Aurea Vázquez Rijos of Puerto Rico, left sits inside a court room at the National Court in Madrid, Wednesday Dec. 18, 2013. Vázquez was arrested in June in Madrid after flying in from Italy, where she had lived living since 2008. A U.S. grand jury indicted her that year following accusations that she offered a man $3 million to kill Adam Anhang in Puerto Rico in 2005. The court is expected to rule on the extradition within two or three weeks. (AP Photo/Javier Lizon, Pool)
MADRID (AP) – A Spanish court on Friday ordered the extradition of a Puerto Rican woman wanted by U.S. federal authorities for allegedly hiring a hit man to kill her wealthy Canadian husband.
The National Court ruling said 33-year-old Aurea Vázquez Rijos should be handed over on the condition that if convicted she doesn't receive the death penalty or life imprisonment without parole, in keeping with Spanish law. It gave U.S. authorities 40 days to provide guarantees on this point.
The government must approve the extradition over the coming months.
Vázquez was arrested in June in Madrid after flying in from Italy, where she had been living since 2008. A U.S. grand jury that year indicted her on charges she offered a man $3 million to kill her 32-year-old husband, Adam Anhang, who was beaten and stabbed to death in Puerto Rico in 2005 while he walked with Vázquez near a bar he had bought for her.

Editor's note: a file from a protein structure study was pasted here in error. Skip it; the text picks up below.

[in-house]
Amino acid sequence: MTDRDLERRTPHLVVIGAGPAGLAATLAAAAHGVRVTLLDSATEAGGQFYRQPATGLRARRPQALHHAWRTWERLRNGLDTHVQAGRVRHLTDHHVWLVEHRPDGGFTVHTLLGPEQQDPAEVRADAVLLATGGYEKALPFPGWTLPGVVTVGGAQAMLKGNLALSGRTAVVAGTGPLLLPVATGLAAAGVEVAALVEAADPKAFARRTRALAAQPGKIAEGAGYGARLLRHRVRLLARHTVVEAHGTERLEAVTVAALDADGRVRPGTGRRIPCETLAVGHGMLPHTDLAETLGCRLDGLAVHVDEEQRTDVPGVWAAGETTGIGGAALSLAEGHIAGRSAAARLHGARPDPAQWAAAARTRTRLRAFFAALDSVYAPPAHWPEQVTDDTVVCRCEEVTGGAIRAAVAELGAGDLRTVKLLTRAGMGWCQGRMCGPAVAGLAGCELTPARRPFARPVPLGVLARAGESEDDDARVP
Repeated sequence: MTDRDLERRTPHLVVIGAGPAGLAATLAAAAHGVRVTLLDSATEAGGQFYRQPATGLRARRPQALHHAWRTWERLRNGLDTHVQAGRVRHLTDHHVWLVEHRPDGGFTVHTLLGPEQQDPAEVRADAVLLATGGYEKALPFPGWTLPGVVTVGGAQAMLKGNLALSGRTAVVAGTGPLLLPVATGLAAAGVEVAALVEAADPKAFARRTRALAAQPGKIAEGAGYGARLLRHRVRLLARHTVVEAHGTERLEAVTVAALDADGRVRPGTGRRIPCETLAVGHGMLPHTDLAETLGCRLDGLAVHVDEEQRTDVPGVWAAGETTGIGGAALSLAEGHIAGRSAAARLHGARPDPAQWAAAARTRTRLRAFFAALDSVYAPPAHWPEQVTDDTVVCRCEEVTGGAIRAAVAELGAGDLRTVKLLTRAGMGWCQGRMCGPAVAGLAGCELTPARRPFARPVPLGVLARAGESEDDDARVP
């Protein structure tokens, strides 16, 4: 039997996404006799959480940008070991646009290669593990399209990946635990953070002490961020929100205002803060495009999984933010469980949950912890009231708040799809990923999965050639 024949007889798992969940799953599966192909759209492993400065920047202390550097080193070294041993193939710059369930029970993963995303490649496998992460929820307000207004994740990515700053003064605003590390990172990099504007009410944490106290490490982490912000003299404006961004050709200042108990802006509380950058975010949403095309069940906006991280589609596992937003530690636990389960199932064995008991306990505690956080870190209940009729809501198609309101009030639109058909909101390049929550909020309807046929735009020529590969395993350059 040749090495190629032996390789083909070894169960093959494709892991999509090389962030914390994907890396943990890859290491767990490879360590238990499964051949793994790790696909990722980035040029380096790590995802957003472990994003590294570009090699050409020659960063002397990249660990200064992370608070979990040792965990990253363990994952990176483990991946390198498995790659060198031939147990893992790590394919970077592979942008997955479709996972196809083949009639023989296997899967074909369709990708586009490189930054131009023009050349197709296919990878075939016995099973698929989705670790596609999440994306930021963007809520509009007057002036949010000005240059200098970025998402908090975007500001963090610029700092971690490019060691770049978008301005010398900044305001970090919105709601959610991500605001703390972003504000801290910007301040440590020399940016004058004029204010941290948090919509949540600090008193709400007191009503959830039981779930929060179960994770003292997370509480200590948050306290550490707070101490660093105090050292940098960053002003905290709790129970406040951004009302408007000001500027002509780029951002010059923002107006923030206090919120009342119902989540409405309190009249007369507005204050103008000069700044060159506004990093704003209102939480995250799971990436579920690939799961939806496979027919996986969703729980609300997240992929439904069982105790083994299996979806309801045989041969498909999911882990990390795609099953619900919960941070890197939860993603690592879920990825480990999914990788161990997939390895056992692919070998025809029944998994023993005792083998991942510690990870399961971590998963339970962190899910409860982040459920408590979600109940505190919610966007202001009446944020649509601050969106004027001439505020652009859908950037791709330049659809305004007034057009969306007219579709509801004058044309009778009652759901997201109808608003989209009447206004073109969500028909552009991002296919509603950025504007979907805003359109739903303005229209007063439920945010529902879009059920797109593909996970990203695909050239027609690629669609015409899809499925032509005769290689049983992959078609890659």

Authorities have since charged a suspect, Alex Pabon Colón, with the killing. He pleaded guilty and cooperated with investigators. Several others, including members of Vázquez's family, have been arrested and charged in the case.
The court gave Vázquez three days to appeal the ruling.
In a hearing in December, Vázquez claimed she was innocent and the victim of "corrupt and Mafioso" types.
She said that she didn't want to be extradited, and claimed she had lived legally in recent years in Italy and was never aware she was wanted by U.S. authorities until she arrived in Spain.
Puerto Rico is a U.S. Caribbean territory whose residents are American citizens. Puerto Ricans can't vote for U.S. president and don't pay U.S. federal income tax, but are subject to federal laws and can receive the death penalty. Puerto Rico's government has requested that federal prosecutors stop seeking the death penalty in that country, and Puerto Rican juries have rejected death penalty cases six times in recent history.